For most parents, breaking the news to their child that they are going to have a new baby sibling is a time of joy. And for some children, the idea that they will soon have a new baby sibling to play with fills them with excited anticipation. They love to wear their ‘I’m going to be a big brother/sister’ t-shirt with pride.

by Jo Hartley

But that’s not the case for everyone. Some children are far from excited at the prospect of taking on this new role. They don’t want to be a big brother or sister. They are, quite simply, happy as they are and are not interested in a new baby sibling. Parenting expert Dr Karen Phillip echoes this. In her experience, children often demonstrate disruptive behaviours in the lead up to a new baby entering the house. “This is often the result of their confusion as to what position they will hold when the baby arrives,” she says.  “It’s a reaction of a symptom to something they are feeling or confused about.”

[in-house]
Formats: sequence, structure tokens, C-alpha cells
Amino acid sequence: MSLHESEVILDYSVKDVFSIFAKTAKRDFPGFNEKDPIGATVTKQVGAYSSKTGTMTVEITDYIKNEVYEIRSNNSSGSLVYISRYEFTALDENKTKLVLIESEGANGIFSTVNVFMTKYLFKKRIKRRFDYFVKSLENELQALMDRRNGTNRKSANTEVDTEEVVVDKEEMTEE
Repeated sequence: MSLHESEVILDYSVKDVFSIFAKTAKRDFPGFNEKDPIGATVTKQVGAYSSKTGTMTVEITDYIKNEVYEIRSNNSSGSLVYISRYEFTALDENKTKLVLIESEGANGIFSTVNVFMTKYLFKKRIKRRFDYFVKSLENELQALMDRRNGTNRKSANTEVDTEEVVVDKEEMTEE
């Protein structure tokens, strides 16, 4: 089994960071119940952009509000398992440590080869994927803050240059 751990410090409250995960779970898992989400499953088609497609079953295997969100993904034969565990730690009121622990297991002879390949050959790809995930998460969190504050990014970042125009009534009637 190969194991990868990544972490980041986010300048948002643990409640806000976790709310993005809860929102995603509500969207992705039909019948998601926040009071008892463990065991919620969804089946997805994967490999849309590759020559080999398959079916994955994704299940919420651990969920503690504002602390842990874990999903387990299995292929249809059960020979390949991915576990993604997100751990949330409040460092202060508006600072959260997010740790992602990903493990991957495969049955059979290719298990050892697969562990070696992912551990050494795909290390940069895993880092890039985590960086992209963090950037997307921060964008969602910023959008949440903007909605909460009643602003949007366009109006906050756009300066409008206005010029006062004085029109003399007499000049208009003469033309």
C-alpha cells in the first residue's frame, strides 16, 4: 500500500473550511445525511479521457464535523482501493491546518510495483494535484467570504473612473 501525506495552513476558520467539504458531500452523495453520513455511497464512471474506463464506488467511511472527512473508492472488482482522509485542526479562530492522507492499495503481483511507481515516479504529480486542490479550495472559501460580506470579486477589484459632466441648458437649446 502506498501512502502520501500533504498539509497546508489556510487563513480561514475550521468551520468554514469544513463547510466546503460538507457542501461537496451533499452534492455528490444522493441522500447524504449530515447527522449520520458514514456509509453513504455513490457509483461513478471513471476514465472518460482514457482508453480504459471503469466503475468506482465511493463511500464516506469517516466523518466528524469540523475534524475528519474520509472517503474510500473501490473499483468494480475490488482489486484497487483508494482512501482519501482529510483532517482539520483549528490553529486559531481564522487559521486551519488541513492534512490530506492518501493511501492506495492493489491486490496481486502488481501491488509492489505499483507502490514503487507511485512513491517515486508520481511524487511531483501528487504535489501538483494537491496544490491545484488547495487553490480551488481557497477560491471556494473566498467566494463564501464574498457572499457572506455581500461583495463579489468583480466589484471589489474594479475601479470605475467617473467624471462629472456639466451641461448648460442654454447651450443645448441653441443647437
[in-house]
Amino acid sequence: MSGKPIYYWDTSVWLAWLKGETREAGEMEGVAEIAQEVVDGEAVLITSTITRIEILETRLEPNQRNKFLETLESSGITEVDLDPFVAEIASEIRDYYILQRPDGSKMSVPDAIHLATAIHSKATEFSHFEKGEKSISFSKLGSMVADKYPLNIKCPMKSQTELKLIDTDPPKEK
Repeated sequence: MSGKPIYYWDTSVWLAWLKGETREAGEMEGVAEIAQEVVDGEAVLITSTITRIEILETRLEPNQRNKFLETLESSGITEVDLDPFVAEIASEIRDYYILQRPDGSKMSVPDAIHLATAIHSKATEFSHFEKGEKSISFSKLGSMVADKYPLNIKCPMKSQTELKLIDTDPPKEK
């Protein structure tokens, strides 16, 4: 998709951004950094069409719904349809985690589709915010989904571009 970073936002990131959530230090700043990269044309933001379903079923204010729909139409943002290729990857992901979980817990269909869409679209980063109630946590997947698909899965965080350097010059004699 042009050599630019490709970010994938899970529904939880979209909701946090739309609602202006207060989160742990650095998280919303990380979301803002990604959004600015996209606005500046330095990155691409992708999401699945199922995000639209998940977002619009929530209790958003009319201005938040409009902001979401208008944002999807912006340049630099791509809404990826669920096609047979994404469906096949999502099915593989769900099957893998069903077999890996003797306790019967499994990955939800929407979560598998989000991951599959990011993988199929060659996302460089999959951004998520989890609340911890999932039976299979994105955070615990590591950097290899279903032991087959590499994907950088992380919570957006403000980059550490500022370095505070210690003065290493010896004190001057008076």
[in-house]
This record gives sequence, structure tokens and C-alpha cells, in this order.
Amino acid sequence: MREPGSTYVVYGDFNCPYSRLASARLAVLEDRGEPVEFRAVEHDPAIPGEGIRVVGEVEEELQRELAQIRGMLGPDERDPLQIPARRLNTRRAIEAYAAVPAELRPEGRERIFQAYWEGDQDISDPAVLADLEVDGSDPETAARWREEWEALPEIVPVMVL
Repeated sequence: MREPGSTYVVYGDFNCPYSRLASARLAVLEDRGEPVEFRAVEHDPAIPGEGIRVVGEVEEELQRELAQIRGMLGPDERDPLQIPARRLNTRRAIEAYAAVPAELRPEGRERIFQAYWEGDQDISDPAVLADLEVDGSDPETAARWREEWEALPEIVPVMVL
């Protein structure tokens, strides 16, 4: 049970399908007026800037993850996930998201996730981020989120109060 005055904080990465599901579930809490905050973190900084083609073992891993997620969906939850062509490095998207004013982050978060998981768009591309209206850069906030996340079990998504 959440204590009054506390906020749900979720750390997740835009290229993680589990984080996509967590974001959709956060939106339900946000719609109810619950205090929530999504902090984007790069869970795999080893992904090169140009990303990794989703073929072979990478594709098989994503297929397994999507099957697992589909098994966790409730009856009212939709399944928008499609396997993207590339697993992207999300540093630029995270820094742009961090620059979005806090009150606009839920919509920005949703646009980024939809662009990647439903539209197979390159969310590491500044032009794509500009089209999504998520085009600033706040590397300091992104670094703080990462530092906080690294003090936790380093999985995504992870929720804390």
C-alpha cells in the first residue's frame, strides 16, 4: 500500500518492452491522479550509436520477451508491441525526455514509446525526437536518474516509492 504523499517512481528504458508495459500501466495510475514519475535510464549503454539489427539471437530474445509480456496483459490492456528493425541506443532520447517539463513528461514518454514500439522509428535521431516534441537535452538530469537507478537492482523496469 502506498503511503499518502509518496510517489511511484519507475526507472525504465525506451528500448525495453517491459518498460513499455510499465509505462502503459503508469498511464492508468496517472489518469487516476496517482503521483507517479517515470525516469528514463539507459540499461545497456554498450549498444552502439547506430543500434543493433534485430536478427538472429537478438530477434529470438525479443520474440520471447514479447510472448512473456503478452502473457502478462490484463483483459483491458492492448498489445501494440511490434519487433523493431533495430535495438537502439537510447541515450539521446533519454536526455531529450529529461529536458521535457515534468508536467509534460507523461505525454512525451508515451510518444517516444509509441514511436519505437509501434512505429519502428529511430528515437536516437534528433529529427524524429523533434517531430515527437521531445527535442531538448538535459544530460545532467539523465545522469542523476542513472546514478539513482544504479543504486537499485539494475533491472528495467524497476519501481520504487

So what is the best course of action in dealing with this during the pregnancy?

Dr Phillip says to explain how much they will be able to love and care for their new brother or sister when they arrive. “Depending on the age of the child, get them involved as much as possible during the pregnancy with things like purchasing nursery items, an outfit or a special toy,” she says.

Dr Phillip recommends talking about the baby as a natural and normal addition to the family – but advises against being overly elated about the pending baby’s arrival in front of the child. “Discuss the baby’s arrival with the child, be curious about what the child is feeling and thinking, and answer every question they have,” she says. “And give lots of cuddles and attention to ensure they feel part of this upcoming event.”

Both experts state the importance of not talking to your child about how they are going to have to share. “This is not the time to teach them about self-sacrifice and noble altruism,” advises Gurton. “They need to be comforted and to see from the actions of the adults that their world is not going to be changed much, except perhaps for the better.”

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